A small and quiet village, Llanmadoc once supported both a bustling weaving and farming community. Still resoundingly picturesque, Llanmadoc of yesteryear must really have been a stunningly beautiful place in which to wander and take in the scenery.
Perhaps a little of how the village once appeared can still be appreciated by visiting St. Fagan's Museum of Welsh Rural Life, near Cardiff, as they removed both a wool factory and a farmstead of the time from here to painstakingly reconstruct it brick by brick for posterity on their grounds.
Climbing the ridge of Llanmadoc Hill - which affords excellent views over the neighbouring hamlets of both Llanmadoc and Cheriton, as well as holding a gorgeous panoramic sweep towards all four corners of the Gower Peninsula - the strange earthwork construction known at the Bulwark can easily be identified.
This was an Iron Age hillfort enclosure and is the second largest construction of its kind in the Gower Peninsula (the largest being that of Cilifor Top, in Llanrhidian). Originally designed to hold cattle and other livestock, the site was later adapted and fortified to protect the entire community at times of war.
Two further such earthwork constructions can be visited at the height of another of Llanmadoc's numerous hills, that of Harding's Down.
Llanmadoc Hill itself also hold at least 14 Bronze Age cairns. Although many now lay broken and/or overgrown, the Great Cairn still makes for quite an impressive sight.
Lagadantra Farm and the Verry-Volk
Following the road past Llanmadoc Church, the road soon comes to a dead end. Near here lays Lagadantra Farm, where it is believed that the last siting of Gower's very own fairy people - the Verry-Volk - took place.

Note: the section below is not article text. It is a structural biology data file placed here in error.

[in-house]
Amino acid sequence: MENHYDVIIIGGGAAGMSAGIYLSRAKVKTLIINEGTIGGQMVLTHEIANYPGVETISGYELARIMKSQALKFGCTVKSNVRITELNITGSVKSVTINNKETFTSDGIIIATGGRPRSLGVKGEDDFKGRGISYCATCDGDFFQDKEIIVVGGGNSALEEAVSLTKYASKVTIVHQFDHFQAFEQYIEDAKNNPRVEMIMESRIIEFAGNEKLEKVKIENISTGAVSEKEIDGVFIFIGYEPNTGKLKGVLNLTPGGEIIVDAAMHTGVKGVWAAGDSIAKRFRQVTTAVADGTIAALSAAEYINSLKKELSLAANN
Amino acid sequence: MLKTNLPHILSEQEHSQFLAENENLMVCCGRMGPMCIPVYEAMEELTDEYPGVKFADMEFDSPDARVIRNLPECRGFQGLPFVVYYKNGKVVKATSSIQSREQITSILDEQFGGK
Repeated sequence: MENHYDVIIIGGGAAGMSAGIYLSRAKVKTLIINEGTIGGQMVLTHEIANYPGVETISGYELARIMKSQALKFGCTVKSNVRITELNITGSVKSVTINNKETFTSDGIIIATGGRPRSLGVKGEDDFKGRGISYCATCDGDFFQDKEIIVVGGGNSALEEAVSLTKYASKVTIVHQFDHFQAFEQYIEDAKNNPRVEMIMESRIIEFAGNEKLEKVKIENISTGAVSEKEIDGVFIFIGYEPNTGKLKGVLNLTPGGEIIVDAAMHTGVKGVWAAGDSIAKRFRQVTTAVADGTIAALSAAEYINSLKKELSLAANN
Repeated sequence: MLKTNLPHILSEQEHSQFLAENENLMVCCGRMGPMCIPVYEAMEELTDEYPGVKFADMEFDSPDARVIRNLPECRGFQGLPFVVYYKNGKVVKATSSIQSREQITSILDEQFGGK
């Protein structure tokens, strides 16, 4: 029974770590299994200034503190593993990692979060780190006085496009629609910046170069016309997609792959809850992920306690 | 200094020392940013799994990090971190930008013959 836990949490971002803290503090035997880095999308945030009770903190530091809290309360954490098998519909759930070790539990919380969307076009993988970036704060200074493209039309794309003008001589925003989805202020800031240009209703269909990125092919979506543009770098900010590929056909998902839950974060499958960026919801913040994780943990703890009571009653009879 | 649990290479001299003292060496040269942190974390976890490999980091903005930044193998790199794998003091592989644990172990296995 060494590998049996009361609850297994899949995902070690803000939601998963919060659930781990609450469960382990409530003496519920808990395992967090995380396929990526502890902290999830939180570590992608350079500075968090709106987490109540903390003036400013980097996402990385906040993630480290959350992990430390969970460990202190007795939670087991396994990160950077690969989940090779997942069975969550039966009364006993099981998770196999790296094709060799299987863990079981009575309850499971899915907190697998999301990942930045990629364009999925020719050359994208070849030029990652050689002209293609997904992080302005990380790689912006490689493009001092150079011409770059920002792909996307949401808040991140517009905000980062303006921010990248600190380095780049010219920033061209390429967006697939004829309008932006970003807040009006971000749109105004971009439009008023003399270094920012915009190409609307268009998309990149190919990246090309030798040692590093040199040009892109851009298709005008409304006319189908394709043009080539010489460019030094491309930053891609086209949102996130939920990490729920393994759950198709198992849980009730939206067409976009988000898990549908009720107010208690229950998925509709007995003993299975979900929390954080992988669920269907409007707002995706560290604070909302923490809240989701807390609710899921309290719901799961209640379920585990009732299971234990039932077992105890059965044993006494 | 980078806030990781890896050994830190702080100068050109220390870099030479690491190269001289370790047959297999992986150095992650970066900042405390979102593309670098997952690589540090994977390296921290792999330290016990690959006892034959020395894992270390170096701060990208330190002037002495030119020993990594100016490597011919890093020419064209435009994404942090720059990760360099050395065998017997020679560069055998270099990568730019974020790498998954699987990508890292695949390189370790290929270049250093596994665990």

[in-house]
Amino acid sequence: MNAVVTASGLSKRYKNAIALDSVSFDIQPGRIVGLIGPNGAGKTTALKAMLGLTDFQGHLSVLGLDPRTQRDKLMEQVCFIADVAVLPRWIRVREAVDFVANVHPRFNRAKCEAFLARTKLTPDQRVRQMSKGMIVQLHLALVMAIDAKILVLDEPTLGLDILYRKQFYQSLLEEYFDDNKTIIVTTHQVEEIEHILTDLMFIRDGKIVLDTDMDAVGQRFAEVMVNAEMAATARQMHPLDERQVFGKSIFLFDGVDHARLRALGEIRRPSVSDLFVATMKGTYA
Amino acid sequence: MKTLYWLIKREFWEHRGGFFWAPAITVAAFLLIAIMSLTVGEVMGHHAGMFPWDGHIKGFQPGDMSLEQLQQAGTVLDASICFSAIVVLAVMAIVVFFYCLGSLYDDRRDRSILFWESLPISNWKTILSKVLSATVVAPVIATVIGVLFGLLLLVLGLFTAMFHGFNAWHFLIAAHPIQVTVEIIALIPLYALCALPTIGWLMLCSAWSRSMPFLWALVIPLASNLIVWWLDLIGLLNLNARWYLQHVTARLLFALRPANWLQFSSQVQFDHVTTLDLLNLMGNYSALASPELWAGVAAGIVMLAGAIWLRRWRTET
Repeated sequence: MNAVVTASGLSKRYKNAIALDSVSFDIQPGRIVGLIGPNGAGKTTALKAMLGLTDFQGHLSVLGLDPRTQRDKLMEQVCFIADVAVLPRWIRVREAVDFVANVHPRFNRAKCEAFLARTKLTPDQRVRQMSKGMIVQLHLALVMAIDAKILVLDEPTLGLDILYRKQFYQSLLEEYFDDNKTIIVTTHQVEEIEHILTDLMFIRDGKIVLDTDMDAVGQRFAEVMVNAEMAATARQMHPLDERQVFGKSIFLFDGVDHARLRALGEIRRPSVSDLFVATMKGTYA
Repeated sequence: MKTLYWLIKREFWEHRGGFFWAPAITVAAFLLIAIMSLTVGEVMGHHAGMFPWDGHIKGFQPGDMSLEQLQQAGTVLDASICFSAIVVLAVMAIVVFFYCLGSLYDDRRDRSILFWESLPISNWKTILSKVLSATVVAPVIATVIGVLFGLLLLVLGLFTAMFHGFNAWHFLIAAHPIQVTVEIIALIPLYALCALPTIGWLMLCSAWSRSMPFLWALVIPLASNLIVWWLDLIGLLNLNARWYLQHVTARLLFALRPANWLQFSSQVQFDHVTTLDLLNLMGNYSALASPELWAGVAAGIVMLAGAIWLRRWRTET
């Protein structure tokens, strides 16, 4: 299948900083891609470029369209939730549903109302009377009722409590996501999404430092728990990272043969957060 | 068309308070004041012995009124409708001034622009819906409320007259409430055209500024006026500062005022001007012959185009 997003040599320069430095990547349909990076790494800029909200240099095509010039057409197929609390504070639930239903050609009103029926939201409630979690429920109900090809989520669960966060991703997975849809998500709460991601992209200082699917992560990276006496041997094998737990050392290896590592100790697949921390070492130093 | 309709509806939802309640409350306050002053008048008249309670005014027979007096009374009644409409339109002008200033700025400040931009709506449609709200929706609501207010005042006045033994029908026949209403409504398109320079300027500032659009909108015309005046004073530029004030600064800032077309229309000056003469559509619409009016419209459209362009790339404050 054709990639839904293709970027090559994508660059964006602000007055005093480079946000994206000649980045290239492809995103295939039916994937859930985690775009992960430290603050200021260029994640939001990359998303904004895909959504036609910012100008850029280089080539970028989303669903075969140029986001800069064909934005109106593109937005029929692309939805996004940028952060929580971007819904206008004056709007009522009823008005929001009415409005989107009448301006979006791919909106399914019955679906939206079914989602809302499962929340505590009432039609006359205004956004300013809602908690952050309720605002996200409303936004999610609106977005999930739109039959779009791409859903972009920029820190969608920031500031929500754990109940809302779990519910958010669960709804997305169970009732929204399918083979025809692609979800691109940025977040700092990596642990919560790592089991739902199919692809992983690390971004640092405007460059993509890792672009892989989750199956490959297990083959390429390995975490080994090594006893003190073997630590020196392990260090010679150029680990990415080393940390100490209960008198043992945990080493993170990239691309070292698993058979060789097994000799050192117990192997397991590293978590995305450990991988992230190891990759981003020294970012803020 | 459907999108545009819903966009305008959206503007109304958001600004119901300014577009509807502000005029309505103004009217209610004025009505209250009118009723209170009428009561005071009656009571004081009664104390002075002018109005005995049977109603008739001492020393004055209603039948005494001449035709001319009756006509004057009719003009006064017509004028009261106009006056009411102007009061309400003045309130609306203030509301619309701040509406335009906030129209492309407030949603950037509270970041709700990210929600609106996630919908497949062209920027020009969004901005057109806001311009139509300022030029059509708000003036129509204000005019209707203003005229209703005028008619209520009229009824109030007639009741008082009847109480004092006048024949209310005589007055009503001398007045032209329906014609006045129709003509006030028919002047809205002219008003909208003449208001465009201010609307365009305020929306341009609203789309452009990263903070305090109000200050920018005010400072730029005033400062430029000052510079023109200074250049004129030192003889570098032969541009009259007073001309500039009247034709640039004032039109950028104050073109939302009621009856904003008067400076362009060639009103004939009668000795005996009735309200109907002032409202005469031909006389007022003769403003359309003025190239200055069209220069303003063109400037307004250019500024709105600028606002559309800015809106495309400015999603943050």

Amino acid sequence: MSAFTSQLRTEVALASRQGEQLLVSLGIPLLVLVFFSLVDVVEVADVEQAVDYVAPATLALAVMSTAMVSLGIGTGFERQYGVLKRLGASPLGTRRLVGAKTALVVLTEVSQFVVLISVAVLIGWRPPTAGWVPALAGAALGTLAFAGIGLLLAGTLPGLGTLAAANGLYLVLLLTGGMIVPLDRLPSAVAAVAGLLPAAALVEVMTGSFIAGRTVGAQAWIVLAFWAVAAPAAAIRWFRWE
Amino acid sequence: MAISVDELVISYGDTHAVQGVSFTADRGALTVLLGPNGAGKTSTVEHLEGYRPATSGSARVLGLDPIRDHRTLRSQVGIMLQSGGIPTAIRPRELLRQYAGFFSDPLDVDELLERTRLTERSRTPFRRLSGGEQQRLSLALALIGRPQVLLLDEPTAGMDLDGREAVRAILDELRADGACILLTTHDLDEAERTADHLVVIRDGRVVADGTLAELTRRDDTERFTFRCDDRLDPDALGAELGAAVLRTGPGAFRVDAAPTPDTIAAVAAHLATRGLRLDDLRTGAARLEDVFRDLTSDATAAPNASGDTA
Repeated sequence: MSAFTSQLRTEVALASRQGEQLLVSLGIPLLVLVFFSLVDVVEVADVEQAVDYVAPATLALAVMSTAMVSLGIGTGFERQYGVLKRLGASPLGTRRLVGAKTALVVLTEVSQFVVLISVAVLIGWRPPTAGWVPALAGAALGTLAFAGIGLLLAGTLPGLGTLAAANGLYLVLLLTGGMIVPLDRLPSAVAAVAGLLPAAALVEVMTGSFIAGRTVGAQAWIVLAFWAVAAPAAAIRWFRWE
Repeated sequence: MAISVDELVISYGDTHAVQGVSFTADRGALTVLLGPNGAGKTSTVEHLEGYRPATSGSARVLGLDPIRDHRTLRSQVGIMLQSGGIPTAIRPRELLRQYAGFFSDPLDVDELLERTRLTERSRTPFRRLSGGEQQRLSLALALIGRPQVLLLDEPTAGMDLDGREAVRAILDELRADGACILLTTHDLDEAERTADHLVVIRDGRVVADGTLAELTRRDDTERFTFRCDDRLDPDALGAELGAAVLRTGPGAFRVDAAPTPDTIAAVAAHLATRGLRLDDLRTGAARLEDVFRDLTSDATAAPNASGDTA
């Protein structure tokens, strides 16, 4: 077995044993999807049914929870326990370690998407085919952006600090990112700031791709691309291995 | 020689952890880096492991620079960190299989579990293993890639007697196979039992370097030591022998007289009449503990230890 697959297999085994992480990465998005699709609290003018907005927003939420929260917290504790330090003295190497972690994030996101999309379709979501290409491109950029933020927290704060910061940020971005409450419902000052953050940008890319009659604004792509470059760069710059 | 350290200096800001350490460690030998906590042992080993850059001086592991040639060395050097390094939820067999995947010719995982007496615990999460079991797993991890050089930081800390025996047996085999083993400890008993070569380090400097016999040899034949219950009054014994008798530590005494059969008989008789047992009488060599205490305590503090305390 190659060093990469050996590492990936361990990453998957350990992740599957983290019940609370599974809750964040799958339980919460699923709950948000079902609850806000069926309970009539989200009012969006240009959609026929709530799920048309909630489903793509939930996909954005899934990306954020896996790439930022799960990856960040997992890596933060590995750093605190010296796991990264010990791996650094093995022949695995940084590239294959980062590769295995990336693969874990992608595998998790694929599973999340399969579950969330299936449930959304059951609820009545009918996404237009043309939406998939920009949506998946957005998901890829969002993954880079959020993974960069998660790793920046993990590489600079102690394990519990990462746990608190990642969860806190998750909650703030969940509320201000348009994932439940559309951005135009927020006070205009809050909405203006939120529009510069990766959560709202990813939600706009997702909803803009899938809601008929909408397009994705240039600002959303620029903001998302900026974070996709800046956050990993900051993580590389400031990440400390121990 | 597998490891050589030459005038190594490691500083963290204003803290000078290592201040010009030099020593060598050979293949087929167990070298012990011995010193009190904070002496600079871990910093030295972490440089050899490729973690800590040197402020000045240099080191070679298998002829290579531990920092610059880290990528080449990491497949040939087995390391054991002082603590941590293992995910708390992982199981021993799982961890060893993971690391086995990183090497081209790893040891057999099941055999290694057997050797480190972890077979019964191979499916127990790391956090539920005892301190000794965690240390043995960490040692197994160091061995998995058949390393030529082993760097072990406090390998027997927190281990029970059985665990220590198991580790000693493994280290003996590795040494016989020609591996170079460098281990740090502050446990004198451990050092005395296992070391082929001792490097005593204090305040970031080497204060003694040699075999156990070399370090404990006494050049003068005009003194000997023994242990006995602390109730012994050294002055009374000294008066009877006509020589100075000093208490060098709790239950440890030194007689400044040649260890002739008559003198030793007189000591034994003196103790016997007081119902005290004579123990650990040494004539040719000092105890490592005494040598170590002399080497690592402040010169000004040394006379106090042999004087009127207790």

The tale recounts how a little old woman visited the farm, requesting the loan of a sieve so that she might go sifting for gold. The farmer's wife told the old woman that she did not possess such an item, upon which she was reminded of the one that was being used in the kitchen to strain hops.
The strangeness of the old woman's appearance, allied to her uncanny knowledge of the existence and use of a kitchen sieve that surely could never have been naturally known to her, forewarned the farmer's wife that she could well be speaking to a Verry-Volk. With this in mind, the sieve was immediately cleaned and handed to the old woman.
Several days later, the old woman appeared again at the farmhouse, this time to return the sieve to its rightful owner. Thanking the farmer's wife for her kindness, she then revealed herself to be truly one of the fantastical Verry-Volk and stated that, to reward her good nature, the largest cask in the farmhouse would thereafter never be without beer. One condition was laid down to this spell, however. The Verry-Volk were a very secretive people, so the instant that the farmer's wife confided in any other person concerning the matter, the spell would be broken. Of course, the farmer's wife could not hold the secret for any great length of time and the cask was soon empty.
Lagadantra Farm seems to have been very popular amongst the Verry-Volk for this was not the only incident that connected them to the household. A short while previous to the aforementioned occurrence, a servant girl at the farm discovered a shining new penny in her pail every morning before she went to milk the dairy cows. This continued for quite some time until, thinking that it might be some test devised by her employers to test her honesty, she mentioned the fact to them. Again, like the farmer's wife after her, once mention had been made of the magic, it was to be beheld no more and not one single penny more was ever discovered by the servant girl.
Another locale here, of which the Verry-Volk seemed very fond, can be explored by following the lane which drives down from the church to the western end of the Burry Estuary. This is a quiet area of marsh, cliffs and estuarine track known as Cwm Ivy and fringes Llanmadoc's entire sea-level access from the north .